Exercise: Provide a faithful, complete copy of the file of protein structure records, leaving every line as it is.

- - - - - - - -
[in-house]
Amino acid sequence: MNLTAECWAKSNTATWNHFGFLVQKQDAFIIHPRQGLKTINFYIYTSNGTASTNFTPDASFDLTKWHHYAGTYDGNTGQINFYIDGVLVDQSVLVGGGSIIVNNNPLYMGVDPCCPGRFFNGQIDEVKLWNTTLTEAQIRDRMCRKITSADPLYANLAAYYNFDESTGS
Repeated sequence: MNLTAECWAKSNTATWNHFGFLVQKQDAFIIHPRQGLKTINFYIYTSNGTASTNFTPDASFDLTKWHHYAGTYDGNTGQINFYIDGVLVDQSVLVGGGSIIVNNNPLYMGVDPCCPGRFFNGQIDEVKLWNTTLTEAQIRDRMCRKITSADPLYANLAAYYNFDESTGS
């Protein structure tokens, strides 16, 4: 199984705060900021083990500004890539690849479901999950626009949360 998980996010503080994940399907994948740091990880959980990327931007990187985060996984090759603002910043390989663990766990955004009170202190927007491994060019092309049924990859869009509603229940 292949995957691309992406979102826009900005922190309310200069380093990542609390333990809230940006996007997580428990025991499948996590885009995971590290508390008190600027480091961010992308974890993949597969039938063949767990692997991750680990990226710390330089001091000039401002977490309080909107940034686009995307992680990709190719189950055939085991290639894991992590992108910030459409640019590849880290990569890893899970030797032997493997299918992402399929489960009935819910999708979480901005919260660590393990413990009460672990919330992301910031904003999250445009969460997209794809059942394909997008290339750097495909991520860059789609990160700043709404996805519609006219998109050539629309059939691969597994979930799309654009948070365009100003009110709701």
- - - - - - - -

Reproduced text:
[in-house]
Amino acid sequence: MNLTAECWAKSNTATWNHFGFLVQKQDAFIIHPRQGLKTINFYIYTSNGTASTNFTPDASFDLTKWHHYAGTYDGNTGQINFYIDGVLVDQSVLVGGGSIIVNNNPLYMGVDPCCPGRFFNGQIDEVKLWNTTLTEAQIRDRMCRKITSADPLYANLAAYYNFDESTGS
Repeated sequence: MNLTAECWAKSNTATWNHFGFLVQKQDAFIIHPRQGLKTINFYIYTSNGTASTNFTPDASFDLTKWHHYAGTYDGNTGQINFYIDGVLVDQSVLVGGGSIIVNNNPLYMGVDPCCPGRFFNGQIDEVKLWNTTLTEAQIRDRMCRKITSADPLYANLAAYYNFDESTGS
């Protein structure tokens, strides 16, 4: 199984705060900021083990500004890539690849479901999950626009949360 998980996010503080994940399907994948740091990880959980990327931007990187985060996984090759603002910043390989663990766990955004009170202190927007491994060019092309049924990859869009509603229940 292949995957691309992406979102826009900005922190309310200069380093990542609390333990809230940006996007997580428990025991499948996590885009995971590290508390008190600027480091961010992308974890993949597969039938063949767990692997991750680990990226710390330089001091000039401002977490309080909107940034686009995307992680990709190719189950055939085991290639894991992590992108910030459409640019590849880290990569890893899970030797032997493997299918992402399929489960009935819910999708979480901005919260660590393990413990009460672990919330992301910031904003999250445009969460997209794809059942394909997008290339750097495909991520860059789609990160700043709404996805519609006219998109050539629309059939691969597994979930799309654009948070365009100003009110709701």